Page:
The Papa Bear Portfolio

The Papa Bear is based on the book Muscular Portfolios (BenBella Books, 2018). The strategy is a clone of a 2013 whitepaper by Mebane Faber. It is an extension of his book The Ivy Portfolio, which has been tracked with real money since 2006.

The Papa Bear is designed to (1) keep losses small during bear markets, (2) underperform the S&P 500 with less volatility during bull markets, and (3) wind up with superior performance over each complete bear-bull market cycle.

The investing menu consists of low-cost exchange-traded funds (ETFs) that track 13 asset classes. Your portfolio allocates roughly equal dollar amounts to the three ETFs with the strongest momentum, as determined by the strategy rules.

The table below updates every 10 minutes during market hours. But don’t trade every day! Check and tune up your portfolio only once a month, on the same day of your choosing each month.

Strategy rules:

  1. Select any consistent day of the month to reallocate your portfolio.
  2. Momentum Rule: Before the market closes on your chosen day, note the three ETFs with the highest average 3, 6, and 12-month return (the green rows with a Buy percentage).
  3. If, because of a previous month’s rankings, you already own all of the ETFs in the green rows, do nothing.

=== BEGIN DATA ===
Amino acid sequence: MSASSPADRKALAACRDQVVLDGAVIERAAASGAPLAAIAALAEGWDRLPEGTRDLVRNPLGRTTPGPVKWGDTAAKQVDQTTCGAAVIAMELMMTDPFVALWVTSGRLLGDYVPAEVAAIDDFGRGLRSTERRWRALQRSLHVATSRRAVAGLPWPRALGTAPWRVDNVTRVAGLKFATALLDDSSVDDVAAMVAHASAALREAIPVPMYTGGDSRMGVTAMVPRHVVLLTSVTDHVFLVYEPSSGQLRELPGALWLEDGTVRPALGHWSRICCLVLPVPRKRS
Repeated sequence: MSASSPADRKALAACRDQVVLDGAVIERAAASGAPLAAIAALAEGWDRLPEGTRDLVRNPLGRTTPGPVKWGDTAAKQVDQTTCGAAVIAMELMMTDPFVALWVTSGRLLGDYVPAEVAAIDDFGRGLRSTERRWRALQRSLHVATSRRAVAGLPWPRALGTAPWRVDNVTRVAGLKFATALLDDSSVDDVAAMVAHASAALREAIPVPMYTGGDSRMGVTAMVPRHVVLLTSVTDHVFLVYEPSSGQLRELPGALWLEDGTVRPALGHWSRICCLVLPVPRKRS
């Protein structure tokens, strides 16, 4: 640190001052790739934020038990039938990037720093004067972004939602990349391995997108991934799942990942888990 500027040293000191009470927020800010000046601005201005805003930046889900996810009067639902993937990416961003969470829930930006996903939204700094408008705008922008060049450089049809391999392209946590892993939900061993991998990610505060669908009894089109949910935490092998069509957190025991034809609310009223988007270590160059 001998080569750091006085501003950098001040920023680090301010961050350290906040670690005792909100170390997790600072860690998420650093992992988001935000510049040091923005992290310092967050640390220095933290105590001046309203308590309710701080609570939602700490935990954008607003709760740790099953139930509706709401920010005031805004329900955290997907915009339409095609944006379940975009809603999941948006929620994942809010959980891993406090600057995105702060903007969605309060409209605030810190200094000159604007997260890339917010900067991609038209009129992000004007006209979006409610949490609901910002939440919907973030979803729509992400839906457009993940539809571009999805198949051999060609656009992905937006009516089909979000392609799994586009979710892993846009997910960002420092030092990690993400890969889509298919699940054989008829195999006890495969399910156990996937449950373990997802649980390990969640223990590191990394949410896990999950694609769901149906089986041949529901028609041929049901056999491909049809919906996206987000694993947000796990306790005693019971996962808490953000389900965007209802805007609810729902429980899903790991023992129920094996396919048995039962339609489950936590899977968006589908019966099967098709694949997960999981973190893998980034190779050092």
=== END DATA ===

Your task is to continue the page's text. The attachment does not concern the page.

4. Sell any ETF you own that now has no Buy percentage.
  1. Use the cash from any sales to buy any indicated ETF you don’t already own. Exact percentages are not crucial.
  2. Hold each of the top 3 ETFs, whether the average 3, 6, 12-month return is positive or negative. Even if slightly negative, the strongest ETFs tend to rise in the following one month or more.
  3. There’s no need to rebalance the three ETFs back to their original Buy percentages unless an ETF is more than 20% off its target dollar amount.

Execution Rule: Buy or sell an ETF only if its bid-ask spread is less than 1.0%. (If greater than 1.0%, a “flash crash” might be occurring. Check an hour later to see whether an orderly market has been restored.) Popular ETFs typically have spreads below 0.2%, but some bond and commodity ETFs have legitimately higher spreads due to trading differences.

 


KEY TO STATS

Average of 3, 6, 12-mo. return is equal to an ETF’s nominal total return (not inflation-adjusted but including dividends) over the average of the past 63, 126, and 252 trading days.

Prices and returns are only a few minutes old, while spreads are at least 20 minutes delayed. The numbers are recalculated approximately every 10 minutes while the market is open. To refresh your browser window, press F5 (Windows) or Command+R (Mac).

Bid-ask spread is the difference between the bid price and ask price of a security, typically expressed as a percentage.

A flash crash is a temporary situation lasting a few minutes, during which prices and spreads suddenly move far from their typical values.


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